The word psychodrama may seem like teenage slang invented ad hoc to label any of the number of quintessentially adolescent situations deriving from a failure of emotional perspective, or to describe the praxis of “drama queens” who perpetuate such behavior into putative adulthood. But actually the word was coined by group psychologist Jacob Moreno to describe the technique of having patients act out their emotional conflicts onstage through a number of therapeutic acting exercises so that the audience can assess them and give the patient a sense of how their conflicts are seen from an “objective” point of view. (One of the strangest and perhaps most telling things about my high school was its Psychodrama club, whose uncomfortable performances constituted some of the strangest assemblies I can remember experiencing—bizarro-world pep rallies of the unconscious.)
Art critic Donald Kuspit, in the introduction to his most recent essay collection, uses the term to describe the general practice of the contemporary artist.“The modern artist and her audience are implicitly in a group therapeutic relationship, that is, the artist acts out her emotional problems and conflicts in front of the audience.” Citing the dearth of metanarratives that once kept us sane, Kuspit posits the artist, like the rest of us apparently, as inherently unwell mentally, someone whose purpose in making art is to mitigate personal emotional problems through works that almost incidentally prompt an audience to the critical consciousness that allows it to deliver therapeutic healing. Art pieces are nebulous expressions of emotionality that the audience, in its heightened sense of objectivity and clear perception, comprehends and puts into ordinary words, thereby solving the conflicts embedded in the work, making them amenable to more routine, conscious manipulation. “The critical audience completes the artist’s translation of her disturbed subjectivity into art by translating the art into a socially objective language.”
This process is akin to what sociologist Eva Illouz calls emotional capital—a facility with handling emotions so as to turn them to account. Illouz details the ways in which the middle-class habitus conserves the social power that adheres in being able to talk about feelings in a persuasive way—how this preserves families under stress, smooths over work frictions, enables one to succeed in the managerial class. Art, if Kuspit’s representation of it is correct, has become a procedure for building emotional capital.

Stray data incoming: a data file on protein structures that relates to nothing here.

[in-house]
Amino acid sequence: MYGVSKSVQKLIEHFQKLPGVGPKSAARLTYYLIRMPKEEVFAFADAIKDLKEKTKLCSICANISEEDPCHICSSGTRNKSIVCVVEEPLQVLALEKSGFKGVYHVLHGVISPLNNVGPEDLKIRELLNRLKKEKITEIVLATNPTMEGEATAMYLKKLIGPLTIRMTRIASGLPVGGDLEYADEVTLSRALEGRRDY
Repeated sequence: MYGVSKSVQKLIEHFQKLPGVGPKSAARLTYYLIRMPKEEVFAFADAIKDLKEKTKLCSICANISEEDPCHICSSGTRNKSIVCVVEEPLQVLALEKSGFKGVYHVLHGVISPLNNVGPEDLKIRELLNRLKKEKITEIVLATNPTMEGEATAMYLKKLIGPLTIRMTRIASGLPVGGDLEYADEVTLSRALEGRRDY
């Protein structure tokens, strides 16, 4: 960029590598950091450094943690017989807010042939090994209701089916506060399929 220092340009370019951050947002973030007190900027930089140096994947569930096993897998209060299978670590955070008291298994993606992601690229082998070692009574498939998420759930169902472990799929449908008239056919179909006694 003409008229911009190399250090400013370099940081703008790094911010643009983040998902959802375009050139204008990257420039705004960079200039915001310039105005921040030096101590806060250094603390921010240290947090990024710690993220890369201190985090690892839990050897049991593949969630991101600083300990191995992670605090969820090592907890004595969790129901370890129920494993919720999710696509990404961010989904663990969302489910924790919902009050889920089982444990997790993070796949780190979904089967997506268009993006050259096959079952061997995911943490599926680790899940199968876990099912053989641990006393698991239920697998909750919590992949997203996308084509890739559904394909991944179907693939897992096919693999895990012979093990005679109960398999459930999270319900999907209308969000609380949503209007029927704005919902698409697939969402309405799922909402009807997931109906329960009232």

Yet some artists are less intent on building the audience’s emotional capital than enhancing their reflexive sense of their own aesthetic integrity. Kuspit differentiates between artists who perform the psychodrama successfully and those who intentionally short-circuit the process:
“Authentic” art – cognitively convincing as well as emotionally exciting art – is art that has therapeutic results, in the sense of affording some objectivity on the emotional problems and conflicts the artist and audience unconsciously share, which is why it has universal appeal.
But if the artist acts out her emotional problems and conflicts simply to expressively expel them, that is, without wanting to gain objective understanding of them, then she is performing for her omnipotent self alone. She has no need for an understanding audience, because she doesn’t want to be understood: she wants to mystify. She doesn’t want to help herself, or be helped by the audience, but proclaim her uniqueness. Her emotional problems and conflicts are unusual and unsolvable, the audience’s are ordinary and easily solved. And she can act them out, but the audience is too inhibited to do so, which makes her even more superior to it. She confuses her audience because she expects nothing from it – not the slightest understanding – even as she strips herself emotionally naked in front of it.